By the way, I also have a responsibility to myself. I haven't eaten well lately. I only own two wearable pairs of pants at the moment. I'm tired a lot. I have fitful sleeps. To most people, I probably look like a train wreck. And here I am--in one of the greatest, happiest, most successful years of my life. The war isn't even over...and I've lost all hope? This is when I need to stop complaining, dear reader. It's a long slog ahead, that's all.

Before I sat down to write, I filled up a bag full of dirty clothes and hauled them to the laundromat. For the second time tonight, I passed the tall, skinny black guy with a deformed shoulder and bloodshot eye, sitting along a wall by the clinic he lives in. I always pass him when I stroll down the sidewalk. I said what's up. He saw the laundry and nodded.

"Keep busy, guy," he said.

Well spoken, guy.

Tuesday, September 25, 2007


Rolling home on the subway, I read the New York Times' take on the suicide attack Monday on a banquet encouraging reconciliation in Iraq. I am astounded that both papers have managed to write essentially the same article--describing the scene of the bomber blowing himself up amidst the banquet, killing 16, including Diyala Province's governor, the region's police chief and a military commander; then reporting that Iran closed its border on Kurdistan because the military arrested an alleged Iranian diplomat.

The Washington Post depended on "news agencies" and four Iraqi reporters, one who goes unnamed. The Times used three Iraqi reporters, on call from Baghdad, and the perfunctory "Iraqi employees of The New York Times" team at Baquba and Sulaimaniya. Oh yeah...the Post's Sudarsan Raghavan and the Times' Andrew E. Kramer also both did some work too, wrote it up, then won the by-lines.

I am miffed. I don't keep track of the Washington Post's Iraq coverage so much as the The New York Times, so mainly I'm aiming my ire at the Times. They have depended on "Iraqi employees of The New York Times" for years. I understand that naming them puts their lives at risk. And reporters like Damien Cave, Alissa J. Rubin and Baghdad Bureau Chief John Burns have always done a bang-up job. But handing out a by-line to one individual for "all hands on deck" assignments looks totally fraudulent. If you've checked out the Times' Iraq page recently, especially that interactive graphic of Baghdad, you can tell these Iraqi reporters have been working their asses off.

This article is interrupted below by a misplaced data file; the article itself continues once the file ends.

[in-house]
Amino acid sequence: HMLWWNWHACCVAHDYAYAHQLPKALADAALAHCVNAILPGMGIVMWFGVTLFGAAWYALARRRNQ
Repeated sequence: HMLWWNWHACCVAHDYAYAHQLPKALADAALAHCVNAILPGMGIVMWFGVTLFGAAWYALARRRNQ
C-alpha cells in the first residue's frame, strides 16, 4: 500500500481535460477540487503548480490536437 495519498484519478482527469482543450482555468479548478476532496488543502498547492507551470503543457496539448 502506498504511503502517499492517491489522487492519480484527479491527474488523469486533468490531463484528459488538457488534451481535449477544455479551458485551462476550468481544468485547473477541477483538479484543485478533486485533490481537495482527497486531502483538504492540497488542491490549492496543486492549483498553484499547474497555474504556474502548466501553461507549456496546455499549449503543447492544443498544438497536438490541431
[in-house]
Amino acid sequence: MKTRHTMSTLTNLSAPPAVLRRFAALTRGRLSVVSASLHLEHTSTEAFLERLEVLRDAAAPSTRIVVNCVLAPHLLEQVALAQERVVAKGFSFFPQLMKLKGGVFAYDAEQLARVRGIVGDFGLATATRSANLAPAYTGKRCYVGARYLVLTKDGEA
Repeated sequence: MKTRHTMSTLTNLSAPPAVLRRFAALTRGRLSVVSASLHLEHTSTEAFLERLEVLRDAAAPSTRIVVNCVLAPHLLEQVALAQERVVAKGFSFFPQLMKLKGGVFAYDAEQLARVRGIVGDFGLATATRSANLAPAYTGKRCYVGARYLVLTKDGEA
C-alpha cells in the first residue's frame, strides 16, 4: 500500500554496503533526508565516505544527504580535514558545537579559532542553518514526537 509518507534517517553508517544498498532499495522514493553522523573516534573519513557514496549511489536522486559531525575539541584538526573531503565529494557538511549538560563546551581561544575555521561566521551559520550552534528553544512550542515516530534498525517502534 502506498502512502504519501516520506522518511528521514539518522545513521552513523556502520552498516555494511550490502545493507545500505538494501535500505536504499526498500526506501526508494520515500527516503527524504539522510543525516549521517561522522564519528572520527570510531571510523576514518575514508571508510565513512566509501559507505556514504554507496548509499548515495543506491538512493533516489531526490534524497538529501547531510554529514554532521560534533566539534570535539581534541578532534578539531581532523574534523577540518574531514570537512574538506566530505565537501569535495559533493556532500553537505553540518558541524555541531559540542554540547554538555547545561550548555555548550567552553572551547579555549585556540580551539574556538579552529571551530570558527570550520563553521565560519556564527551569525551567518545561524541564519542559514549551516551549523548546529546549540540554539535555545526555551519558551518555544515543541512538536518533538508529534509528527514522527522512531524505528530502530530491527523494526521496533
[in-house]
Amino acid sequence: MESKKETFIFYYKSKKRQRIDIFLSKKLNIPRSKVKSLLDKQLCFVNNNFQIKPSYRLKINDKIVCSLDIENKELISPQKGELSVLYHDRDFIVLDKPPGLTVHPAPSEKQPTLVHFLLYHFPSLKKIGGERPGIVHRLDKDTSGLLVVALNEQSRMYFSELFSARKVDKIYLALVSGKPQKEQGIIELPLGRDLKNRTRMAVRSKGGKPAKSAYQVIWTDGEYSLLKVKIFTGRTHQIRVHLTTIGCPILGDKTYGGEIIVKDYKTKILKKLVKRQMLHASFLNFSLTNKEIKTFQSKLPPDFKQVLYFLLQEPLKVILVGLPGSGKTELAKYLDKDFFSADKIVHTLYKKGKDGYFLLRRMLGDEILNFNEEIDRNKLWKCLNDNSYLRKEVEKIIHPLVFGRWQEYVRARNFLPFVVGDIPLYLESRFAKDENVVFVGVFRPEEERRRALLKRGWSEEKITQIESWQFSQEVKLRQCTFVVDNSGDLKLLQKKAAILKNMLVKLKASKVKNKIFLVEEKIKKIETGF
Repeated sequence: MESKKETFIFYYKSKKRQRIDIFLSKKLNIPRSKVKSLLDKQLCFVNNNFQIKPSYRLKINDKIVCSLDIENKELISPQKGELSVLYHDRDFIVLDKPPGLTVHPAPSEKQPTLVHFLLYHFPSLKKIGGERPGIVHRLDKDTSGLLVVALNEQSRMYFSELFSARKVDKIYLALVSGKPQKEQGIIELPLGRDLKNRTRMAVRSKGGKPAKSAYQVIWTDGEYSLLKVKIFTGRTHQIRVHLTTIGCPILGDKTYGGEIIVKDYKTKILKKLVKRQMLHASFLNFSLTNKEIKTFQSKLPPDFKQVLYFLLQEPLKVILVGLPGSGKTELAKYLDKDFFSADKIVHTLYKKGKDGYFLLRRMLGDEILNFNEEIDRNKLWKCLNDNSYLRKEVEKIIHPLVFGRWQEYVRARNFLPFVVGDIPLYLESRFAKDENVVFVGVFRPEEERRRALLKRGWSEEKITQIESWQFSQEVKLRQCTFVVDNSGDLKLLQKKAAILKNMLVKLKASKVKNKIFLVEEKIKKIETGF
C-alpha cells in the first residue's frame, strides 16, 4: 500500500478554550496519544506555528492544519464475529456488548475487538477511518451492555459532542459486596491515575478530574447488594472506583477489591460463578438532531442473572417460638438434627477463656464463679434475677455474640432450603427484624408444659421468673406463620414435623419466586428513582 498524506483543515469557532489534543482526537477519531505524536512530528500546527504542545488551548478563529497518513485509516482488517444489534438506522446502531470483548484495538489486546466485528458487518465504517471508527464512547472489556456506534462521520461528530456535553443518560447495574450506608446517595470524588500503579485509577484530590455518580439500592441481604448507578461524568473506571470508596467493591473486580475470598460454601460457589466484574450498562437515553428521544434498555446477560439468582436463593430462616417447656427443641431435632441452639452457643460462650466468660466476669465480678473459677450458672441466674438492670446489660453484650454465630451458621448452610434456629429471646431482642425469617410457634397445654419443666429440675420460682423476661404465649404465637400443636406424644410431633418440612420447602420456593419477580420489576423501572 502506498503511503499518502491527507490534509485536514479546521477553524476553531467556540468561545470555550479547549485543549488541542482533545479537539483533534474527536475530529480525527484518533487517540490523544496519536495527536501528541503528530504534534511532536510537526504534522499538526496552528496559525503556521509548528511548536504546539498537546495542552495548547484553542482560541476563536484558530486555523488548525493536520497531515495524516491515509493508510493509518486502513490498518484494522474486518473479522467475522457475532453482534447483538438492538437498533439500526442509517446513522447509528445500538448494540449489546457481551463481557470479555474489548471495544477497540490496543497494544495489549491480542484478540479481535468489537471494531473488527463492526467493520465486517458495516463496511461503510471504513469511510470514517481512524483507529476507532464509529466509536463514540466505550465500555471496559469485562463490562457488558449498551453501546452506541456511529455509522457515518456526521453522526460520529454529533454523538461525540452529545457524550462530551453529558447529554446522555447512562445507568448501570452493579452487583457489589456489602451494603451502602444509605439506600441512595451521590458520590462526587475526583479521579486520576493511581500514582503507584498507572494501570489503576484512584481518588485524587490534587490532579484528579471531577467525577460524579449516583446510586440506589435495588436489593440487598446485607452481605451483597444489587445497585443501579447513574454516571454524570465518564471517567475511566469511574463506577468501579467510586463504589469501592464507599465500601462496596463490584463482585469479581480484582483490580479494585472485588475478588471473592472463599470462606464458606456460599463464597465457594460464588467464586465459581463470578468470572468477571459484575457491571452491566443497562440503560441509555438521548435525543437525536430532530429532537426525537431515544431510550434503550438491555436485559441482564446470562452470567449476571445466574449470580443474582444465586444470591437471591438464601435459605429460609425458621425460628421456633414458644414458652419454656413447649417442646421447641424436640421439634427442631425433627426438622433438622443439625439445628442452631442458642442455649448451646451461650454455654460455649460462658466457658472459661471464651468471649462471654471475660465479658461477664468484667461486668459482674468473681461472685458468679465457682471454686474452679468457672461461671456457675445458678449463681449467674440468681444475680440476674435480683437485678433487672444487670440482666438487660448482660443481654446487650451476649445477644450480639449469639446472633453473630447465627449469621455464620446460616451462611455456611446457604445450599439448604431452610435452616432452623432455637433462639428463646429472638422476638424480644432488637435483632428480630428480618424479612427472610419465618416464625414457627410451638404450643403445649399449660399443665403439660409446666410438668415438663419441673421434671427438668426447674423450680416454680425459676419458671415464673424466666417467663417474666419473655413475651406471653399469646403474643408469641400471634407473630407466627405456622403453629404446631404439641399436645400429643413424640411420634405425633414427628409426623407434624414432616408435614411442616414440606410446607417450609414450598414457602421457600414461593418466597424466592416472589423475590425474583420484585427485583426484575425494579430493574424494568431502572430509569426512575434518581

So our paper of record should give credit where credit is due. Get rid of that single by-line trend, or somehow be specific about who did what.

Whatever Happened to Diplomatic Immunity?

[Bayan Jabr, Iraq's Minister of Finance. Is he the bad dude the U.S. military is looking for?]

Today the Washington Post touches on an alarming trend of the U.S. military in Iraq: arresting Iranian diplomats.

President Jalal Talabani has been negotiating openly with Iran for quite some time, so it boggles the mind that we would violate Iran's diplomatic immunity. Sure, we may fear letting Iranian spies operate in Iraq. And allegations are rife that Iran is funnelling concave copper discs into the country, which are used in roadside bombs and destroy Humvees. But arresting diplomats definitely makes us look bad in the international public eye. And arresting the diplomats of our nemesis inches us closer to a potential armed conflict.

On a side note, even if these Iranian diplomats are spies, it's not like America hasn't done the same exact thing. In the 1990s, according to Steve Coll's Ghost Wars, C.I.A. agents posed as diplomats in Sudan to pursue terrorists like Osama bin Laden--which led to heated sabotage attempts and a crazy car chase.

Maybe we should tone down the diplomat arrests--which get plenty of publicity--and investigate politicians like Bayan Jabr, Iraq's Minister of Finance, who headed the Ministry of the Interior and oversaw the Iraqi police when they set up slaughterhouses to torture Sunnis in 2005 and 2006.

Jabr joined the Shia opposition movement in the 1980s and was allegedly a member of the Badr Organization--known back in the day as the Badr Brigade--which was based in Iran during the Saddam years and fought alongside Iran during the Iran-Iraq war of 1980-1988. Now, this is a wild guess, a shot in the dark, but maybe Jabr still has some connections with Iran and a vested interest in a military partnership with the Revolutionary Guards.

Just a thought.

I wrote this one kinda fast, so I overlooked the most important reason why arresting the "diplomat" is bad in this situation: Iran has an excuse to close its borders with Kurdistan, thus starving its economy and people.